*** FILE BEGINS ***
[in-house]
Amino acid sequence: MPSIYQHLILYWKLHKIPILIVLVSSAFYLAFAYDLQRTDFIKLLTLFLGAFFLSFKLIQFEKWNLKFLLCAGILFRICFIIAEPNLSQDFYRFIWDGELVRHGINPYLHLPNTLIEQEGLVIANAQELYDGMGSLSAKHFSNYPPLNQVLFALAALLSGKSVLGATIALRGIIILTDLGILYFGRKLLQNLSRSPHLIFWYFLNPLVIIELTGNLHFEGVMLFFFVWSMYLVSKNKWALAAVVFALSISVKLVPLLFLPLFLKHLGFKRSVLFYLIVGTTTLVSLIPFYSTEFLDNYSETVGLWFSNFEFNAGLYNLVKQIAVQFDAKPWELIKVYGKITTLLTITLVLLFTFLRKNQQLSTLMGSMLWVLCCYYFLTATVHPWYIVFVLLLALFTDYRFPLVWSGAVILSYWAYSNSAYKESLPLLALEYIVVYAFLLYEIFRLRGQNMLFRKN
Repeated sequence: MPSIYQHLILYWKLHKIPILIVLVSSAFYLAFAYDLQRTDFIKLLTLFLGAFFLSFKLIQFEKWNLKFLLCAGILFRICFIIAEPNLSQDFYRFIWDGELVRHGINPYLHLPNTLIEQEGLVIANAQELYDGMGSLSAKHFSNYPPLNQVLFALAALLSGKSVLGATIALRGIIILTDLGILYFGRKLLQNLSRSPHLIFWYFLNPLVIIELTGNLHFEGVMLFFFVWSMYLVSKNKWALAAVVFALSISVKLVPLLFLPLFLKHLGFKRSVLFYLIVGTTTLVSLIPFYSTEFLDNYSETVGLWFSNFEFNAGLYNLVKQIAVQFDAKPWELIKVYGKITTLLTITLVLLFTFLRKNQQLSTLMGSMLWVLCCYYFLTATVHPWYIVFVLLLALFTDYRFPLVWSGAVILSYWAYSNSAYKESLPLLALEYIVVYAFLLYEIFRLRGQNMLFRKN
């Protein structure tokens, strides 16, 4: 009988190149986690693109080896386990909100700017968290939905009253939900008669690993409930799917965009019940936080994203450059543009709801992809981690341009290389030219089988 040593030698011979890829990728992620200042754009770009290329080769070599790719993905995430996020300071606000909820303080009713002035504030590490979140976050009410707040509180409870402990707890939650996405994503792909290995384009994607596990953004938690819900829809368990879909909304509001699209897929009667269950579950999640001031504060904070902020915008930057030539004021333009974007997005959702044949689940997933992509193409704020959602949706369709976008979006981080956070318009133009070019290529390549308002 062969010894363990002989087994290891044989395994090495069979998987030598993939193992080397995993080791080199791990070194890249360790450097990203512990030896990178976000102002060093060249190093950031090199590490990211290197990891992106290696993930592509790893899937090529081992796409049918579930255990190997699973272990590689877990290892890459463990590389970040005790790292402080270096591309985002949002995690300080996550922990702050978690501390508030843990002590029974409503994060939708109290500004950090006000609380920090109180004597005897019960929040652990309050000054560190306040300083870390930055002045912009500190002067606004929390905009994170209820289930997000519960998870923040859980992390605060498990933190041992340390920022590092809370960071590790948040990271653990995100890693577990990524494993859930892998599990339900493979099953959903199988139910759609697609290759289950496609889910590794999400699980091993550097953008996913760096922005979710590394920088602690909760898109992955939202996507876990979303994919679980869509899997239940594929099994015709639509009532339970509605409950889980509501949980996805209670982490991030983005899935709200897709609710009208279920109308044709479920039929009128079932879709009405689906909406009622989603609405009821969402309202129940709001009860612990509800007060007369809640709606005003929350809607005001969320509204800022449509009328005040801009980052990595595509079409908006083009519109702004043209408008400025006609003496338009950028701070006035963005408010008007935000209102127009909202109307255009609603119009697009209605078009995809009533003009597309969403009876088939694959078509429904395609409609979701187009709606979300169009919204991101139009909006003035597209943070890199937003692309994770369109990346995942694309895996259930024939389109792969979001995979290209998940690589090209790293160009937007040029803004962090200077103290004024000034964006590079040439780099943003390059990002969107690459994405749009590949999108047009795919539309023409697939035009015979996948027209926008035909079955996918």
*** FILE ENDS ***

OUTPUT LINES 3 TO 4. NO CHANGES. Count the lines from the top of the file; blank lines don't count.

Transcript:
Repeated sequence: MPSIYQHLILYWKLHKIPILIVLVSSAFYLAFAYDLQRTDFIKLLTLFLGAFFLSFKLIQFEKWNLKFLLCAGILFRICFIIAEPNLSQDFYRFIWDGELVRHGINPYLHLPNTLIEQEGLVIANAQELYDGMGSLSAKHFSNYPPLNQVLFALAALLSGKSVLGATIALRGIIILTDLGILYFGRKLLQNLSRSPHLIFWYFLNPLVIIELTGNLHFEGVMLFFFVWSMYLVSKNKWALAAVVFALSISVKLVPLLFLPLFLKHLGFKRSVLFYLIVGTTTLVSLIPFYSTEFLDNYSETVGLWFSNFEFNAGLYNLVKQIAVQFDAKPWELIKVYGKITTLLTITLVLLFTFLRKNQQLSTLMGSMLWVLCCYYFLTATVHPWYIVFVLLLALFTDYRFPLVWSGAVILSYWAYSNSAYKESLPLLALEYIVVYAFLLYEIFRLRGQNMLFRKN
């Protein structure tokens, strides 16, 4: 009988190149986690693109080896386990909100700017968290939905009253939900008669690993409930799917965009019940936080994203450059543009709801992809981690341009290389030219089988 040593030698011979890829990728992620200042754009770009290329080769070599790719993905995430996020300071606000909820303080009713002035504030590490979140976050009410707040509180409870402990707890939650996405994503792909290995384009994607596990953004938690819900829809368990879909909304509001699209897929009667269950579950999640001031504060904070902020915008930057030539004021333009974007997005959702044949689940997933992509193409704020959602949706369709976008979006981080956070318009133009070019290529390549308002 062969010894363990002989087994290891044989395994090495069979998987030598993939193992080397995993080791080199791990070194890249360790450097990203512990030896990178976000102002060093060249190093950031090199590490990211290197990891992106290696993930592509790893899937090529081992796409049918579930255990190997699973272990590689877990290892890459463990590389970040005790790292402080270096591309985002949002995690300080996550922990702050978690501390508030843990002590029974409503994060939708109290500004950090006000609380920090109180004597005897019960929040652990309050000054560190306040300083870390930055002045912009500190002067606004929390905009994170209820289930997000519960998870923040859980992390605060498990933190041992340390920022590092809370960071590790948040990271653990995100890693577990990524494993859930892998599990339900493979099953959903199988139910759609697609290759289950496609889910590794999400699980091993550097953008996913760096922005979710590394920088602690909760898109992955939202996507876990979303994919679980869509899997239940594929099994015709639509009532339970509605409950889980509501949980996805209670982490991030983005899935709200897709609710009208279920109308044709479920039929009128079932879709009405689906909406009622989603609405009821969402309202129940709001009860612990509800007060007369809640709606005003929350809607005001969320509204800022449509009328005040801009980052990595595509079409908006083009519109702004043209408008400025006609003496338009950028701070006035963005408010008007935000209102127009909202109307255009609603119009697009209605078009995809009533003009597309969403009876088939694959078509429904395609409609979701187009709606979300169009919204991101139009909006003035597209943070890199937003692309994770369109990346995942694309895996259930024939389109792969979001995979290209998940690589090209790293160009937007040029803004962090200077103290004024000034964006590079040439780099943003390059990002969107690459994405749009590949999108047009795919539309023409697939035009015979996948027209926008035909079955996918």